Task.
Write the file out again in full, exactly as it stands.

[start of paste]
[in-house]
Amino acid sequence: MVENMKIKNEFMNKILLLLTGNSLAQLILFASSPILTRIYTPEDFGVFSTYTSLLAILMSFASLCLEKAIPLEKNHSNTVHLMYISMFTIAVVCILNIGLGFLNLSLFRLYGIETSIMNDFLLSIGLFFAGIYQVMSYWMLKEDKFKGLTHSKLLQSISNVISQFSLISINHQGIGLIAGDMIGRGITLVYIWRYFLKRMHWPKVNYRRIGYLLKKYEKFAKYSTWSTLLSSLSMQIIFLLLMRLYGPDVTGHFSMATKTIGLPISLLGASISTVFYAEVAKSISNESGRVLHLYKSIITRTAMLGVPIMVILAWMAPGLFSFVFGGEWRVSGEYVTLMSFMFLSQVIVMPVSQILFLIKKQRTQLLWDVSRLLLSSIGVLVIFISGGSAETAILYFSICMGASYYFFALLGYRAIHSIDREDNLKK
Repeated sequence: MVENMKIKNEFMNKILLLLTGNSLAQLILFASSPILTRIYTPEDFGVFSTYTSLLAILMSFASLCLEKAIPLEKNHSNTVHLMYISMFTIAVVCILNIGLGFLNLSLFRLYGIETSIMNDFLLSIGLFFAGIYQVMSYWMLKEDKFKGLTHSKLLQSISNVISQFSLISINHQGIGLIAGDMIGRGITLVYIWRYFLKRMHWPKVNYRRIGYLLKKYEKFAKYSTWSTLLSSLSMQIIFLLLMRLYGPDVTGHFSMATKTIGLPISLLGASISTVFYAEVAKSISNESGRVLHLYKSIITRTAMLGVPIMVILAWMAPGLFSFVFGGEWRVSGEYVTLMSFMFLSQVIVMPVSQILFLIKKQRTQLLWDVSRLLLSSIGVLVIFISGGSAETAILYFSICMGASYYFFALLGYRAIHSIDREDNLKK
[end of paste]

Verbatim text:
[in-house]
Amino acid sequence: MVENMKIKNEFMNKILLLLTGNSLAQLILFASSPILTRIYTPEDFGVFSTYTSLLAILMSFASLCLEKAIPLEKNHSNTVHLMYISMFTIAVVCILNIGLGFLNLSLFRLYGIETSIMNDFLLSIGLFFAGIYQVMSYWMLKEDKFKGLTHSKLLQSISNVISQFSLISINHQGIGLIAGDMIGRGITLVYIWRYFLKRMHWPKVNYRRIGYLLKKYEKFAKYSTWSTLLSSLSMQIIFLLLMRLYGPDVTGHFSMATKTIGLPISLLGASISTVFYAEVAKSISNESGRVLHLYKSIITRTAMLGVPIMVILAWMAPGLFSFVFGGEWRVSGEYVTLMSFMFLSQVIVMPVSQILFLIKKQRTQLLWDVSRLLLSSIGVLVIFISGGSAETAILYFSICMGASYYFFALLGYRAIHSIDREDNLKK
Repeated sequence: MVENMKIKNEFMNKILLLLTGNSLAQLILFASSPILTRIYTPEDFGVFSTYTSLLAILMSFASLCLEKAIPLEKNHSNTVHLMYISMFTIAVVCILNIGLGFLNLSLFRLYGIETSIMNDFLLSIGLFFAGIYQVMSYWMLKEDKFKGLTHSKLLQSISNVISQFSLISINHQGIGLIAGDMIGRGITLVYIWRYFLKRMHWPKVNYRRIGYLLKKYEKFAKYSTWSTLLSSLSMQIIFLLLMRLYGPDVTGHFSMATKTIGLPISLLGASISTVFYAEVAKSISNESGRVLHLYKSIITRTAMLGVPIMVILAWMAPGLFSFVFGGEWRVSGEYVTLMSFMFLSQVIVMPVSQILFLIKKQRTQLLWDVSRLLLSSIGVLVIFISGGSAETAILYFSICMGASYYFFALLGYRAIHSIDREDNLKK